Friday, July 29, 2011
Crazy '86: Deadline drama, 1986-style
By Christina Kahrl
We're sporadically writing about the 1986 season, the year famous for Buckner's bow-legged bumble and for what might still be the most desperately contested NLCS game of all time -- the win-or-die Game Six. It's also famous for Roger Clemens' breakout as a superstar -- and perhaps subsequently infamous as Jose Canseco's rookie season. One of the bigger controversies was over whether the Blue Jays' Mark Eichhorn might win the AL ERA title.
But one thing the 1986 season wasn't famous for was its deadline drama, because quite simply, there really wasn't any. That's despite the fact that 1986 was baseball's first to have the July 31 non-waivers deadline as we know it. As SABR's Cliff Blau reminds us, the thicket of rules and schedules regulating trades between leagues versus within leagues made matters needlessly complicated.
Maybe it was the newness of the thing or the fact that teams were used to the old, earlier mid-June deadline, but this first July 31 deadline fizzled in the drama department. The biggest trade pulled off at the end of the month was between the Yankees and White Sox, and was consummated on July 30. Four games behind the Red Sox in the old seven-team AL East, the Bombers dealt catcher Ron Hassey, corner infielder Carlos Martinez, and a PTBNL (who would be catcher Bill Lindsey) to the White Sox to get DH Ron Kittle, catcher Joel Skinner, and infielder Wayne Tolleson.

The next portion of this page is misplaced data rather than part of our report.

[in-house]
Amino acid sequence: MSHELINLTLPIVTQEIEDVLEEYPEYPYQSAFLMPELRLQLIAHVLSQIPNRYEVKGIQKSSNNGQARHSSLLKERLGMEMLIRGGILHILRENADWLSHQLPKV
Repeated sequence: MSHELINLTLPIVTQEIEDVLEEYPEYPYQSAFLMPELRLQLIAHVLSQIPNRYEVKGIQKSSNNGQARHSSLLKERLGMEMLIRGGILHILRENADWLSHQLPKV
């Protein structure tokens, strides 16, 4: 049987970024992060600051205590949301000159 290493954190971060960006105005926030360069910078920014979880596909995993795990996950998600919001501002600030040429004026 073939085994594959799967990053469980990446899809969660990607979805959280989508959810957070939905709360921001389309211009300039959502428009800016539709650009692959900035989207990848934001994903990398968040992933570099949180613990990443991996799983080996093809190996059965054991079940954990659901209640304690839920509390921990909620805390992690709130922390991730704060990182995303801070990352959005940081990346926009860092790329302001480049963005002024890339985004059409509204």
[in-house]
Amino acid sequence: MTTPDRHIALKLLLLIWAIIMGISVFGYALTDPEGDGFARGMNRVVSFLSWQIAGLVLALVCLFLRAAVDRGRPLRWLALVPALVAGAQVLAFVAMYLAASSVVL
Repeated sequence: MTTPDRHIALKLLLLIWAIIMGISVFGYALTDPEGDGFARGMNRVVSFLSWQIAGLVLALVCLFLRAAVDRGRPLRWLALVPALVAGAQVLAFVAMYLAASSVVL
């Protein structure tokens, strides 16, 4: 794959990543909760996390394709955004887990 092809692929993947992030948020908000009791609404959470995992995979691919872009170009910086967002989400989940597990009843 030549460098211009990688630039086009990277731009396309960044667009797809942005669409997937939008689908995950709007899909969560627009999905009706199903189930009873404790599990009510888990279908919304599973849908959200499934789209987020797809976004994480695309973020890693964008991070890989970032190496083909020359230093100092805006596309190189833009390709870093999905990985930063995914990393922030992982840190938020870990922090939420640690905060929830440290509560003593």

It was the sort of trade that did very little good for either team. Beyond the silliness of this deal being the fourth time in 19 months that the Yankees had either traded Hassey or traded for him, Tolleson was supposed to be the quick fix to the Yanks' gaping hole at shortstop, but there was just one small problem: Tolleson couldn't really play short. Skinner was a fine receiver, but he couldn't hit (and didn't), while Kittle was employed as a platoon DH.
The Sox were already done, and Hassey left as a free agent after the season, while Lindsey was nothing more than ballast. Martinez was one of the strangest sights on the diamond in his day -- listed at 6-foot-5, it seemed as if five and a half of those feet were all leg. With perhaps the biggest wickets at the hot corner in big-league history, it wasn't really surprising that he couldn't handle third, and he lacked the power for first base, leaving him nothing more than a bit player on several bad Sox ballclubs to come -- but he was the “prospect” in this deal. In one of the other strange, coincidental misfortunes of Hawk Harrelson's terrible year as the White Sox GM, just a week earlier the Sox had traded a well-regarded Rule 5 pick by the name of Bobby Bonilla to the Pirates for Jose DeLeon -- a decent-looking deal at the time, but one that history ultimately wouldn't smile on.
And that was it for major deals at the end of July in 1986. It wasn't like there weren't races to be run. The first-place teams subsequently helped themselves a wee bit. On Aug. 19, the first-place Red Sox addressed their problems up the middle by dumping a package of young-ish junk on the Mariners to get center fielder Dave Henderson and shortstop Spike Owen. The first-place Astros had added Davey Lopes from the Cubs on July 21, but Lopes was just a utilityman at this point; two weeks into August, the 'Stros snagged swingman Danny Darwin from the Brewers for the interchangeably forgettable Don August and Mark Knudson.